MRI is extremely useful for the assessment of initial disease burden and to identify the dissemination of the multiple sclerosis (MS) in time and space. The spinal cord is frequently involved in this disease and there has been increasing emphasis of the spinal imaging in making clinical decision in the management of MS.
Bag AK, Patel BN, Osman S, Roberson GH. Clinico-radiologic profile of spinal cord multiple sclerosis in adults. Neuroradiol J. 2011;24(4):511-8.
We undertook a retrospective study of patients with diagnosed MS: 1) to identify radiologic pattern of spinal cord involvement in MS and 2) to correlate radiologic findings with clinical presentation.
We reviewed radiologic records from 2004 to 2009 of patients with abnormal T2 signal intensity of the spinal cord with radiologic concern of demyelinating disease. Patients in this cohort who met the Revised McDonald MS Diagnostic Criteria (search blog for details) were included in this study. 166 patients were included in the study. There was preference for cervical spinal cord particularly posterior (back bit) aspect of the spinal cord. Enhancement of the lesions was rare (4.1%). Mean lesion length was 18.2 mm. The average number of lesions per patient was 2.04.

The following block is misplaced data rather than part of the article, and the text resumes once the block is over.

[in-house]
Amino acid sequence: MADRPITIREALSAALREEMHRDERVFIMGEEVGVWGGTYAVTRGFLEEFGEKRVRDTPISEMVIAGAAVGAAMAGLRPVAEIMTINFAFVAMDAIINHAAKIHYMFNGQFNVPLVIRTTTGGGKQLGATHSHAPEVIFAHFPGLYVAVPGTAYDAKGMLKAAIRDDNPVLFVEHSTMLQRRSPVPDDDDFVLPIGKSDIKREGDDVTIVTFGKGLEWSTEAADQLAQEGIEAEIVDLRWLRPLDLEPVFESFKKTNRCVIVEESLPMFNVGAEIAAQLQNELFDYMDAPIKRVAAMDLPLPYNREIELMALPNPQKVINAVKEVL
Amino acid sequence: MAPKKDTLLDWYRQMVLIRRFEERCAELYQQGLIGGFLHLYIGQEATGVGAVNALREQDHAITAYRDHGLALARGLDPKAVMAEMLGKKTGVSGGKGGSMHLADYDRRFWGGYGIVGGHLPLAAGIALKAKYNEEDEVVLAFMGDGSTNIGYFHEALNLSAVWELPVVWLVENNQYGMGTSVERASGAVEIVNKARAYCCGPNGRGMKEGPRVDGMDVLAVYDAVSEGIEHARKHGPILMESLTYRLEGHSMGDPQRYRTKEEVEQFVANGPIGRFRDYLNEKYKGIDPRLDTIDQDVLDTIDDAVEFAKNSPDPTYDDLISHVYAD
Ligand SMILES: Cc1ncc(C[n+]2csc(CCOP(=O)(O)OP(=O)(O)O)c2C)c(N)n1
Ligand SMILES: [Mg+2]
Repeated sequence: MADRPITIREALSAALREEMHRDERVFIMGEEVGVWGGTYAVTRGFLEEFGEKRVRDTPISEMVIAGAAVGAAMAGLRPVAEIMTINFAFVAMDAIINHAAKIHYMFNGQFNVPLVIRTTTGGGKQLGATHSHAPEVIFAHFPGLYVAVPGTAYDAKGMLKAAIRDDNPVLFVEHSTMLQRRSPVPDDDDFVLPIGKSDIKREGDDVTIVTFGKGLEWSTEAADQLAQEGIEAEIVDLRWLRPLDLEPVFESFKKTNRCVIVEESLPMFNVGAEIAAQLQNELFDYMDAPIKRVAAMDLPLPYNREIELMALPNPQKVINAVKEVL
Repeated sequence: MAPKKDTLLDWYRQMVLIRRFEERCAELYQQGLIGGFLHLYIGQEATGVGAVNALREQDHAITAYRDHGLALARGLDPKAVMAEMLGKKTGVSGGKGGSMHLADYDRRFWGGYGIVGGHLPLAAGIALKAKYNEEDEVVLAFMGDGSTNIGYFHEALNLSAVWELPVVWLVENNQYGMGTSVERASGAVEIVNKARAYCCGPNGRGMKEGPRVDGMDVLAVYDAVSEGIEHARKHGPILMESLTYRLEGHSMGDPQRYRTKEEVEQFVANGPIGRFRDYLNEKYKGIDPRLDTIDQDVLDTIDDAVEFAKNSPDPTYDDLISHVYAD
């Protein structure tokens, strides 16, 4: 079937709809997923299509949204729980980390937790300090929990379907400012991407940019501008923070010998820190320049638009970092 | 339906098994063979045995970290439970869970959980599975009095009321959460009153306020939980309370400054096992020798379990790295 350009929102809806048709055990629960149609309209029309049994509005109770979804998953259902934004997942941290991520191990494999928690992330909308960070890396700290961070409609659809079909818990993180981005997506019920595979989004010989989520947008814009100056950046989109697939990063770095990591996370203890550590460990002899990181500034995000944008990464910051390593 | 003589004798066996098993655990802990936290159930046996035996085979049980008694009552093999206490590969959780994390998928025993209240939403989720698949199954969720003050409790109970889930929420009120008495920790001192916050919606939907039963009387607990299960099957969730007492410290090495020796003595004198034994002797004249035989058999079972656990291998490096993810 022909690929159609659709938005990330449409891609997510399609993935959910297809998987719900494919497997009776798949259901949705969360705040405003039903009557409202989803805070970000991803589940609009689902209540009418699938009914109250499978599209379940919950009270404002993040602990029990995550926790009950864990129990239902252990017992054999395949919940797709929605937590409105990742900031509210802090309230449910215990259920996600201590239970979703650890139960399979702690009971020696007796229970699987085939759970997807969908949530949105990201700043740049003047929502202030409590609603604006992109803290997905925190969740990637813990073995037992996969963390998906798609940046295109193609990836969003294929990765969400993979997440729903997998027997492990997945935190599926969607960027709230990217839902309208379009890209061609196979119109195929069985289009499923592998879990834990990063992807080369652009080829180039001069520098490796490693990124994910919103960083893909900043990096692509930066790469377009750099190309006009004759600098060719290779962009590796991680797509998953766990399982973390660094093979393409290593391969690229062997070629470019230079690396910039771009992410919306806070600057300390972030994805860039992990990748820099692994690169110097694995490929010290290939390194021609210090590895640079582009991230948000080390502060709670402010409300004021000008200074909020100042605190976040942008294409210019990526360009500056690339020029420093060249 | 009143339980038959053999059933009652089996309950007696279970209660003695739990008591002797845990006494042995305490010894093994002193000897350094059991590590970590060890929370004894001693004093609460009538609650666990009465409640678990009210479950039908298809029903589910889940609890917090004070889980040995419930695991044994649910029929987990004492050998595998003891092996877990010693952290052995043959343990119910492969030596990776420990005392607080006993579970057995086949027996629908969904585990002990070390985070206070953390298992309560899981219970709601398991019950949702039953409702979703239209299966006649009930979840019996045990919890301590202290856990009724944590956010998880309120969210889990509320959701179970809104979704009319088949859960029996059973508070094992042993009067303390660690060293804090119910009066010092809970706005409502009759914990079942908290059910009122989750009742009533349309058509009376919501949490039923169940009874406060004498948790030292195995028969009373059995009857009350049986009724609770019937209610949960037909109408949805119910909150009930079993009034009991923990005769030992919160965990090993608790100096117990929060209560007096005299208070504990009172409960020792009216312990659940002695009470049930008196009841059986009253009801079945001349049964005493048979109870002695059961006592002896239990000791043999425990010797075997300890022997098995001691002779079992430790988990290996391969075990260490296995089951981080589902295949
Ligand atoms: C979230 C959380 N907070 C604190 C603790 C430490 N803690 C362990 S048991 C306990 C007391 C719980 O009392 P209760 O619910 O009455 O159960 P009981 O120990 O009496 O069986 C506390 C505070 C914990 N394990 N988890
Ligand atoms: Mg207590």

Sensory (feelings) symptoms were predominating and most of the patients had relapsing-remitting course. Patients with sensory symptoms, bladder and bowel involvement and motor (movement) symptoms had almost equally distributed lesions among anterior (front bit), posterior and central spinal cord. However, all of the patients presented with posterior column signs and gait abnormality had involvement of the posterior spinal cord. Radiologic manifestation of spinal cord MS is extremely variable and can involve the entire length of the spinal cord. Clinical symptoms may or may not be associated with radiologic presentation of the lesions.
Maybe MRI can’t spot spinal cord lesions but they are very important in mobility. Dr.Klaus would agree that lesions are concentrated in the cervical spinal cord.